My small, woman-owned public relations/marketing firm, Advice Unlimited, has been serving the Federal government marketplace for nearly 30 years to help companies with innovative technology get their solutions to the government. Every month, I’ll offer unlimited advice on how to work with this unique market. Please email me with questions or comments.

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Thursday, May 22, 2014

Remember the Meaning of Memorial Day

Memorial Day has become a great celebration for families to mark the official kickoff of the summer season. People enjoy parades, cookouts and all kinds of sales across America. It’s great to have fun and celebrate summer; but we also want to remember the true meaning of Memorial Day. 

Three years after the Civil War ended, on May 5, 1868, the head of an organization of Union veterans — the Grand Army of the Republic (GAR) — established Decoration Day as a time for the nation to decorate the graves of the war dead with flowers. Maj. Gen. John A. Logan declared that Decoration Day should be observed on May 30. It is believed that date was chosen because flowers would be in bloom all over the country. The first large observance was held that year at Arlington National Cemetery.

Today, cities in the North and the South claim to be the birthplace of Memorial Day in 1866. Both Macon and Columbus, Ga., claim the title, as well as Richmond, Va. The village of Boalsburg, Pa., claims it began there two years earlier. A stone in a Carbondale, Ill., cemetery carries the statement that the first Decoration Day ceremony took place there on April 29, 1866. Carbondale was the wartime home of Gen. Logan. Approximately 25 places have been named in connection with the origin of Memorial Day, many of them in the South where most of the war dead were buried.

In 1966, Congress and President Lyndon Johnson declared Waterloo, N.Y., the “birthplace” of Memorial Day. There, a ceremony on May 5, 1866, honored local veterans who had fought in the Civil War. Businesses closed and residents flew flags at half-staff. Supporters of Waterloo’s claim say earlier observances in other places were either informal, not community-wide or one-time events.

By the end of the 19th century, Memorial Day ceremonies were being held on May 30 throughout the nation. State legislatures passed proclamations designating the day, and the Army and Navy adopted regulations for proper observance at their facilities.

It was not until after World War I, however, that the day was expanded to honor those who have died in all American wars. In 1971, Memorial Day was declared a national holiday by an act of Congress, though it is still often called Decoration Day. It was then also placed on the last Monday in May.

To ensure the sacrifices of America’s fallen heroes are never forgotten, in December 2000, the U.S. Congress passed and the president signed into law “The National Moment of Remembrance Act,” P.L. 106-579, creating the White House Commission on the National Moment of Remembrance. The commission’s charter is to “encourage the people of the United States to give something back to their country, which provides them so much freedom and opportunity” by encouraging and coordinating commemorations in the United States of Memorial Day and the National Moment of Remembrance.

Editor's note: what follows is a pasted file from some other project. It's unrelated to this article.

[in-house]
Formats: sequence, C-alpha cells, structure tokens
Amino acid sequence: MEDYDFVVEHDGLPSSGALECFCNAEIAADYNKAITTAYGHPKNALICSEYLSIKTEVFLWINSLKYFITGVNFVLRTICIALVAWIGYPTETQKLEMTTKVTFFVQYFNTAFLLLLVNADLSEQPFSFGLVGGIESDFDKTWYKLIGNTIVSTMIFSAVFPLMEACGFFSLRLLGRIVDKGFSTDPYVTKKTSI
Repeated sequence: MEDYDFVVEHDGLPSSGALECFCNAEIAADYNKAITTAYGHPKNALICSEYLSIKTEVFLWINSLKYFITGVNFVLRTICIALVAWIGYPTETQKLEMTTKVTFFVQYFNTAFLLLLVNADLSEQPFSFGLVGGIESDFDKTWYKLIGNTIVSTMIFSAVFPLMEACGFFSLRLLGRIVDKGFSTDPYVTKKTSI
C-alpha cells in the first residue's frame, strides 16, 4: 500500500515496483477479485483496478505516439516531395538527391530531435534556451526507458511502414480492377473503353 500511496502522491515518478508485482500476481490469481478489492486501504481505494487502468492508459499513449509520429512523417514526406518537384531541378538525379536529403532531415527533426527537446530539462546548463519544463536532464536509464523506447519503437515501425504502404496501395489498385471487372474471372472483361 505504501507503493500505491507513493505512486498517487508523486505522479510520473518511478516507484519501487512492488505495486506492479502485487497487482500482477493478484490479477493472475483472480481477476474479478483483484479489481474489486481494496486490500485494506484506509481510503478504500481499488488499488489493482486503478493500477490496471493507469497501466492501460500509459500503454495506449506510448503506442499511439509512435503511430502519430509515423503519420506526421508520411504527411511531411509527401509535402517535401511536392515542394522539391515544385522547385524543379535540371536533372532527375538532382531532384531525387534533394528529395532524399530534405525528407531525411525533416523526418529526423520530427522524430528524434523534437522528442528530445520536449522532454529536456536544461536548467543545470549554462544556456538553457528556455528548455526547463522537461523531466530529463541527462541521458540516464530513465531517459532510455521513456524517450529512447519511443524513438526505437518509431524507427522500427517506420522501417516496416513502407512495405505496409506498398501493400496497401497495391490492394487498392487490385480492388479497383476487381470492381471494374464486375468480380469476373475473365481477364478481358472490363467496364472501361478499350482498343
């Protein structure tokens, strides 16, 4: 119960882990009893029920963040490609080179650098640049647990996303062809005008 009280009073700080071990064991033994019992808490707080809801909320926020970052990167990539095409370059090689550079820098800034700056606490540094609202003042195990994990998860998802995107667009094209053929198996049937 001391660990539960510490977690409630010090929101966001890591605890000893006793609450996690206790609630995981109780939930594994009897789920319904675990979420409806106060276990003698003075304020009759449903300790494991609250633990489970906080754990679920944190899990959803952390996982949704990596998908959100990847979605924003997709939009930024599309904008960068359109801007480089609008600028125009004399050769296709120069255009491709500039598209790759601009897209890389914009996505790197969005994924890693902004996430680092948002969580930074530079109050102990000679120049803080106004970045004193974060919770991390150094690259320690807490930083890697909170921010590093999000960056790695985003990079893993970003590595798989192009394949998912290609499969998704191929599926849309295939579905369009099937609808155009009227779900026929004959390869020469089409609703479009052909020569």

The National Moment of Remembrance encourages all Americans to pause wherever they are at 3 p.m. local time on Memorial Day for a minute of silence to remember and honor those who have died in service to the nation. As Moment of Remembrance founder Carmella LaSpada states: “It’s a way we can all help put the memorial back in Memorial Day."

This year, please take some time to honor the brave men and women that have served our country. One organization that is dedicated to honoring our servicemembers every day of the year is the USO of Metropolitan Washington-Baltimore (USO-Metro). This is a wonderful nonprofit 501(c)(3) organization that is dedicated to "serving those who serve, and their families" in the Washington-Baltimore region. With the help of nearly 5,000 volunteers, USO-Metro provides programs and services for active duty troops and their families at area military hospitals and local military bases; through their Mobile USO program; at six USO Centers, and four USO airport lounges.

Volunteering with USO-Metro is a great way to honor our servicemembers and make a direct impact. There are many different types of programs, so you can choose where you feel your skills and interest will be most effective. The generous support of individuals and organizations in the local community is what allows USO-Metro to fulfill its mission. You can find out more about getting involved with USO-Metro here.

And have a wonderful, memorable Memorial Day!

Friday, May 2, 2014

Using Videos on Your Website: Pros and Cons